- GBP/USD's weekly risk reversals show the strongest bearish bias in over three years.
- Investors are hedging for a surprise election outcome.
Sterling investors are hedging themselves against a surprise election outcome - Labour victory or hung parliament - which could spell doom for the British currency, risk reversals show.
On Tuesday, one-week Sterling risk reversals, a gauge of calls to puts, fell to -5.32, signaling the strongest bearish bias since September 2016.
A negative number indicates the demand or volatility premium claimed by the put options (bearish bets) is higher than that by the call options (bullish bets).
One-week risk reversals have witnessed a near-90 degree drop from -0.60 to -5.32 over the last 12 days. During the same time period, GBP/USD rose from 1.29 to 1.3215.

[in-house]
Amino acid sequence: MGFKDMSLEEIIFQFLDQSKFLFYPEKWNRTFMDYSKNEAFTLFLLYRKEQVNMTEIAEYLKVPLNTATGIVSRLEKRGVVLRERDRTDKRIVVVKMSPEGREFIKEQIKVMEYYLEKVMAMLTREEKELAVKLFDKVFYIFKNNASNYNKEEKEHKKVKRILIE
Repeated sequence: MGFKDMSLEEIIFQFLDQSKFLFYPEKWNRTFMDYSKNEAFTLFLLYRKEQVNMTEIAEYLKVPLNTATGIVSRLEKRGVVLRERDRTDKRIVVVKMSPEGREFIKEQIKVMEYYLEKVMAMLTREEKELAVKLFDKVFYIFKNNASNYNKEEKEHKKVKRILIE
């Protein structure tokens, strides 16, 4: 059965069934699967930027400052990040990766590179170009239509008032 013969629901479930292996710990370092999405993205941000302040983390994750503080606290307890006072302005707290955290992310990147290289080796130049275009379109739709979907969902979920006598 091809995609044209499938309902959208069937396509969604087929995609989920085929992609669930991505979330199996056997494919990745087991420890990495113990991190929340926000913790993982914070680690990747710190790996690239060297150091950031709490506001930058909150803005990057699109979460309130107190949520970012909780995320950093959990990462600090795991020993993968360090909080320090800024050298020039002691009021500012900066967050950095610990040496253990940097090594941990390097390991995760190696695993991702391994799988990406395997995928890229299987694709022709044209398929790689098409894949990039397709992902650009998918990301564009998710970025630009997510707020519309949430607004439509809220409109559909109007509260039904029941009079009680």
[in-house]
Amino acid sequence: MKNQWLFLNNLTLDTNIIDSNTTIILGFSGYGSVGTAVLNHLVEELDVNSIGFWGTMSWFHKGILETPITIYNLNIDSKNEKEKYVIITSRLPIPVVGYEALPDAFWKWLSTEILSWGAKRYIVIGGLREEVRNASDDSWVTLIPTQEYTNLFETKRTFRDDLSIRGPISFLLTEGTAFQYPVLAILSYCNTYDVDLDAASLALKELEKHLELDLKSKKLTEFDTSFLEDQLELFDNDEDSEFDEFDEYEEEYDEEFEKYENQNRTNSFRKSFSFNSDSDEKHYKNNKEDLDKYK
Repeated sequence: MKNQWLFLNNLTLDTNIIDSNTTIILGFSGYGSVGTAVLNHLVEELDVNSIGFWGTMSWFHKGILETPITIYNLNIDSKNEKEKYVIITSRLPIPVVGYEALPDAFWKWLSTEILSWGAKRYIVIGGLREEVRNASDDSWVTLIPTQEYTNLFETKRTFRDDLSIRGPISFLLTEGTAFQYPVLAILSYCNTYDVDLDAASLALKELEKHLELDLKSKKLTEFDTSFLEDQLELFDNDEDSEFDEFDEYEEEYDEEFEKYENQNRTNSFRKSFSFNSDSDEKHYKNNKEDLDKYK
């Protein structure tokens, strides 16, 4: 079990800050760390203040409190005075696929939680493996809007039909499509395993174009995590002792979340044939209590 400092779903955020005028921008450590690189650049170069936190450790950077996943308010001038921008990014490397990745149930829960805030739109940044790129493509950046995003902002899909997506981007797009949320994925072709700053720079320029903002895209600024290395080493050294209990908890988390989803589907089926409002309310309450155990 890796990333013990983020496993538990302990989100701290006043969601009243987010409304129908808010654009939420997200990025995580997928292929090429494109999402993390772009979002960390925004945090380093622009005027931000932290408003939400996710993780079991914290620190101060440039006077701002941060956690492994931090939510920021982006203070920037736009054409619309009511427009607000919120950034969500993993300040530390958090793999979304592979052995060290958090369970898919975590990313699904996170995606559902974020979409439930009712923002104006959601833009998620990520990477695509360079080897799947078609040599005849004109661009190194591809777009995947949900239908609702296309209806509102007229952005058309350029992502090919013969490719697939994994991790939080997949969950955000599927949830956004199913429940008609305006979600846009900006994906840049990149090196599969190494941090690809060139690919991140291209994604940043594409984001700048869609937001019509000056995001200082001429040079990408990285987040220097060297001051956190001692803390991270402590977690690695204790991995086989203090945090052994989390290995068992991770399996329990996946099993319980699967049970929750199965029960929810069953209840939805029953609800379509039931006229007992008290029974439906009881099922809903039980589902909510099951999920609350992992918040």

The divergence is unusual and indicates fear among investors that the election outcome could be different than what opinion polls are predicting.
Prime Minister Boris Johnson's Tory party will win 339 of the 650 seats in the House of Commons, Labour 231, the Scottish National Party 41, and the Liberal Democrats 15, according to YouGov MRP poll. Johnson's lead, however, has recently narrowed sharply.
Britons are set to vote on Dec. 12.
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